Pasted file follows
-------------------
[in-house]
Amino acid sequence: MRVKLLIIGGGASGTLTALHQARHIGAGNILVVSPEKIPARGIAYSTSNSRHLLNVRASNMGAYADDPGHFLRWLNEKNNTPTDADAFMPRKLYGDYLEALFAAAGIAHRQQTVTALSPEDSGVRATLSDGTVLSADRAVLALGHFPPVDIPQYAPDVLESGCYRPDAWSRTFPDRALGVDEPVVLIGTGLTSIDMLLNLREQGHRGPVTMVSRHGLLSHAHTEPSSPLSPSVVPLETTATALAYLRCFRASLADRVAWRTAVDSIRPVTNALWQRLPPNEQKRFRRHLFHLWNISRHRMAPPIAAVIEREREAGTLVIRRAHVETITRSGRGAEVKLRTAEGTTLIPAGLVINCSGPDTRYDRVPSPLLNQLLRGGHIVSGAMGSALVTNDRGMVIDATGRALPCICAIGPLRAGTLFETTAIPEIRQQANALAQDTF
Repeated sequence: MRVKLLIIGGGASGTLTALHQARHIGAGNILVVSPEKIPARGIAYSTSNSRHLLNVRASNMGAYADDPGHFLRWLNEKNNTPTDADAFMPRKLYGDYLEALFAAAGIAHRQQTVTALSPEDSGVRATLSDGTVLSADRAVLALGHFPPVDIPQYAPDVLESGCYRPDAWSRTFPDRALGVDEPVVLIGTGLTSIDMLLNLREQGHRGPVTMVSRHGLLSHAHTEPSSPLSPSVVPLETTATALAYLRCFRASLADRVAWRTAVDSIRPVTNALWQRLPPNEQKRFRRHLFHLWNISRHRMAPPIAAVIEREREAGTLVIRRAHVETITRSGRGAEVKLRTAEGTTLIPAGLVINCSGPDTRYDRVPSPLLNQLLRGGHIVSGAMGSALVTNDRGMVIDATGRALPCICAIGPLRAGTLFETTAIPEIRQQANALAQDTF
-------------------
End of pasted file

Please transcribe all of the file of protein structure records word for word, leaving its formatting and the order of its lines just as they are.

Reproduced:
[in-house]
Amino acid sequence: MRVKLLIIGGGASGTLTALHQARHIGAGNILVVSPEKIPARGIAYSTSNSRHLLNVRASNMGAYADDPGHFLRWLNEKNNTPTDADAFMPRKLYGDYLEALFAAAGIAHRQQTVTALSPEDSGVRATLSDGTVLSADRAVLALGHFPPVDIPQYAPDVLESGCYRPDAWSRTFPDRALGVDEPVVLIGTGLTSIDMLLNLREQGHRGPVTMVSRHGLLSHAHTEPSSPLSPSVVPLETTATALAYLRCFRASLADRVAWRTAVDSIRPVTNALWQRLPPNEQKRFRRHLFHLWNISRHRMAPPIAAVIEREREAGTLVIRRAHVETITRSGRGAEVKLRTAEGTTLIPAGLVINCSGPDTRYDRVPSPLLNQLLRGGHIVSGAMGSALVTNDRGMVIDATGRALPCICAIGPLRAGTLFETTAIPEIRQQANALAQDTF
Repeated sequence: MRVKLLIIGGGASGTLTALHQARHIGAGNILVVSPEKIPARGIAYSTSNSRHLLNVRASNMGAYADDPGHFLRWLNEKNNTPTDADAFMPRKLYGDYLEALFAAAGIAHRQQTVTALSPEDSGVRATLSDGTVLSADRAVLALGHFPPVDIPQYAPDVLESGCYRPDAWSRTFPDRALGVDEPVVLIGTGLTSIDMLLNLREQGHRGPVTMVSRHGLLSHAHTEPSSPLSPSVVPLETTATALAYLRCFRASLADRVAWRTAVDSIRPVTNALWQRLPPNEQKRFRRHLFHLWNISRHRMAPPIAAVIEREREAGTLVIRRAHVETITRSGRGAEVKLRTAEGTTLIPAGLVINCSGPDTRYDRVPSPLLNQLLRGGHIVSGAMGSALVTNDRGMVIDATGRALPCICAIGPLRAGTLFETTAIPEIRQQANALAQDTF